Hogwarts for Real? Witchschool Lessons



Witch School was founded online (as in 2001 by the Correllian Nativist Tradition, which was itself founded in 1879. Originally a family tradition, in 1979 the decision was made to open the tradition to the public via a series of correspondence lessons created (in part) by the Rev. Don Lewis.

In my opinion, it is important to see the Correllian Nativist Tradition and as two entirely separate entities, because although the Tradition founded the School, the latter has almost nothing to do with the Tradition. Witchschool is very popular; the School claims more than 200,000 students, making it (to my knowledge) the largest occult organization in the history of modern Paganism. Although these books are labeled WitchSchool, it would be more accurate to say they are “Correllian Nativist” as the lessons are the public documentation of this Tradition’s teachings.

First Degree is based on the idea that it will take the reader a year and a day to work through the twelve lessons presented, at the end of which s/he would be ready for initiation into the Tradition’s First Degree. (Like many Wiccan systems, the Correllian Tradition recognizes three degrees of knowledge.) Each lesson is composed of several parts: the actual lesson, exercises to develop skill, practical experience (spellwork using the lesson), a deity (a device to introduce the reader to the multiple faces of the Divine), a glossary, and thirteen study questions (one for each lesson).

The lessons are fairly basic (as is appropriate) and generally progress from theory (the meaning of magic) to experiential (creating sacred space, working with energy) to the practical (herbs, oils and incense, stones). While important material is presented, I was disappointed that the reader is never asked to keep a journal/ Book of Shadows of his/her progression through the lessons.

There are distinct differences in these teachings from what many of us from Gardner-based traditions have been taught.I found some of the attributions for the chakras unique – Mars for the second chakra (the belly) for example – and the assertion that movement deosil (sunwise) is connected to God and matter, whereas widdershins (anti-clockwise) is connected to the Goddess and spirit. The currently popular use of affirmations is heavily relied upon, which I also found odd in a 19th-century tradition.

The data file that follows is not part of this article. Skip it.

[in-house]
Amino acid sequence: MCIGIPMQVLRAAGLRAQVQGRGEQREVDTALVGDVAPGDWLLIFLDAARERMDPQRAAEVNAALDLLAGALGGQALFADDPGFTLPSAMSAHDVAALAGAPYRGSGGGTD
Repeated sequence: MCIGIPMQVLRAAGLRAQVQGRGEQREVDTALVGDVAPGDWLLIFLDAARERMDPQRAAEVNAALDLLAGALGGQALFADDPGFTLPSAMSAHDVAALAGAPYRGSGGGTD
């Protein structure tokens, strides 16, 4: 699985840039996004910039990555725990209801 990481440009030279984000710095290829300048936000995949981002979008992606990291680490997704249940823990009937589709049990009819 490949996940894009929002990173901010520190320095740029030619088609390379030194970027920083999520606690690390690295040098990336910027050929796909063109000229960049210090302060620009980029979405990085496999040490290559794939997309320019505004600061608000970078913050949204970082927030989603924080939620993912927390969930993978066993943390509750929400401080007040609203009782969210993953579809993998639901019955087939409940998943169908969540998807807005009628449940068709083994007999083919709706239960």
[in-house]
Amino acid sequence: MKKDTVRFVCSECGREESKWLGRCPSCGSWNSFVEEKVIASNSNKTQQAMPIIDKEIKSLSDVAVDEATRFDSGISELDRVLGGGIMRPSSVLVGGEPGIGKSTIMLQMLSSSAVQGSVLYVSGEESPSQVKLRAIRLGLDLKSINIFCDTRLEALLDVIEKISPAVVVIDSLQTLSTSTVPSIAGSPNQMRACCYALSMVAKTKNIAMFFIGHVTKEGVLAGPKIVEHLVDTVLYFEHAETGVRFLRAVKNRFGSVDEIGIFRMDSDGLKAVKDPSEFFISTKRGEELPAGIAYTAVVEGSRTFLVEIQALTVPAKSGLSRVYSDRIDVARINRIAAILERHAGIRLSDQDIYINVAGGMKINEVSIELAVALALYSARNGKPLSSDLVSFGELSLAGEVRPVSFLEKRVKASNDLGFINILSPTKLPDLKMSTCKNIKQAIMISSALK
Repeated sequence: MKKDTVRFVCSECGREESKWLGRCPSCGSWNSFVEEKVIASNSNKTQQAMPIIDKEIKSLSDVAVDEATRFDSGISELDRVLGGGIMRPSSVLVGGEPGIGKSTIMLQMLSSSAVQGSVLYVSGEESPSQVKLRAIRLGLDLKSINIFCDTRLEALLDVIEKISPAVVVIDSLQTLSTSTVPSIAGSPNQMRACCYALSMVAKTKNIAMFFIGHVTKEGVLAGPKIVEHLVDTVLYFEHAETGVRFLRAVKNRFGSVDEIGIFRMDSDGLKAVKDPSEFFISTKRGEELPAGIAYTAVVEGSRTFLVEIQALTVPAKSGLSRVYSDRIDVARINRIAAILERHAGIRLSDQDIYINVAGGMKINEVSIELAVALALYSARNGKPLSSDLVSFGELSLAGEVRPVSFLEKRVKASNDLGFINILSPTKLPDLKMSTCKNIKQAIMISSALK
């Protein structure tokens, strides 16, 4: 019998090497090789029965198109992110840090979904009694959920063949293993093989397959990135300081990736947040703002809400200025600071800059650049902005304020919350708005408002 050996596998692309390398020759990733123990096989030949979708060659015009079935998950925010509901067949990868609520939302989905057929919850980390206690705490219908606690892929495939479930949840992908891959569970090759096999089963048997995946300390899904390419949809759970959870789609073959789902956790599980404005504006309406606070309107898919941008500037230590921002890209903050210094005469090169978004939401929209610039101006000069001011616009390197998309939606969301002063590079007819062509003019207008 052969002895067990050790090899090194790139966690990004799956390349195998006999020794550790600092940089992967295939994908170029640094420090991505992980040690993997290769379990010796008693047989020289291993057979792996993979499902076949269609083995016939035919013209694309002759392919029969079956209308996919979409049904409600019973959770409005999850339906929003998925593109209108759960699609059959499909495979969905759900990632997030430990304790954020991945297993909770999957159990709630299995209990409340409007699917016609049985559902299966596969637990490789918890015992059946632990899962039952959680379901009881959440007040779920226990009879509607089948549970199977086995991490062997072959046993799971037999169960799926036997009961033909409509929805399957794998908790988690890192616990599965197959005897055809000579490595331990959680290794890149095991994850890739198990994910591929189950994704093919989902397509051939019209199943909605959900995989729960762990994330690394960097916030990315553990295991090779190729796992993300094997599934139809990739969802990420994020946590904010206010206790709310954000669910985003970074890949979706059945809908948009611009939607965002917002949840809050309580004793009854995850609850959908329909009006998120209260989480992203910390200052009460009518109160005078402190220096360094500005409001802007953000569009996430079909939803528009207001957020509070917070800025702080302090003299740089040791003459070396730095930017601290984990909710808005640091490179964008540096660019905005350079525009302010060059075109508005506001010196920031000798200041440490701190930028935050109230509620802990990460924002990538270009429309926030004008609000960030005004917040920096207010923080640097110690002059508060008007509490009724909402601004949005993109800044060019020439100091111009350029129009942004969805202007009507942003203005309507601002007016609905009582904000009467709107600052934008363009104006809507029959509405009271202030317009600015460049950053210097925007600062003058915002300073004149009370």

Second Degree is similar to its predecessor in structure, but the subject matter is more advanced. Presented here are lessons in Tarot, Physiognomy, Astrology, Magical Alphabets, Numerology, Death and the Spirits, Sex Magic, Magical Calendars, Advanced Chakra and Energy Work, Ley Lines, the Ba Gua, and a chapter on Group Dynamics.

Clearly the student working on a Second Degree has to understand a wide variety of esoteric subjects, some of which can take decades to master. In this system, Second Degree initiates are expected to be able to run a temple, answer most questions, and choose an area of specialization such as ritual work.

As might be expected of such a unique tradition, with these lessons the information diverged a great deal from the “mainstream.” I was pleased to see the chapter on group dynamics, an oft-overlooked topic. If the reader truly wants to become a Correllian, this chapter will give the outsider a glimpse at what active involvement would entail.

Third Degree is written for advanced readers who are dedicated to becoming a leader, have done all of the work found in the first two books, and are interested in becoming Correllians.

The three core responsibilities of a Correllian Third Degree are teaching, transformative energy work, and oracular work. Third Degrees form the moral backbone of the Tradition. The first two chapters —- “Standards & Behavior” and “Appearance & Presentation” — are hugely valuable, so much so as to be near-required reading for anyone considering leading any magical group. Lesson XI, “Problems and Solutions in Group Working and Temple Management” is also valuable. Other generally useful chapters include “Astral Traveling and Remote Viewing.”

The other chapters differ from my own beliefs, teachings, and experience so substantially that I can only say that the Tradition is consistent in its belief and viewpoint, and offers an unusual perspective on many esoteric topics.

One of the highlights of this series is a deeper look into this little-known Tradition. There are few mentions of their beliefs in general circulation and even fewer well-known public personalities. Moreover, their Wicca is distinctly different from that practiced by Gardner and his descendents, making this a rich resource for newcomers to Witchcraft.

The lessons presented are solid and well-designed. As with all learning, if the student truly “works” the exercises, s/ he will develop a rich esoteric practice and experience spiritual transformation. All the more so if s/he supplements the lessons by reading what others have said and — of course — by testing it through personal experience.


A practicing Witch for more than twenty-five years, Lisa McSherry is an author, and the senior editor and owner of Facing North: A Community Resource 

Witches&Pagans #19 - The Faerie Issue

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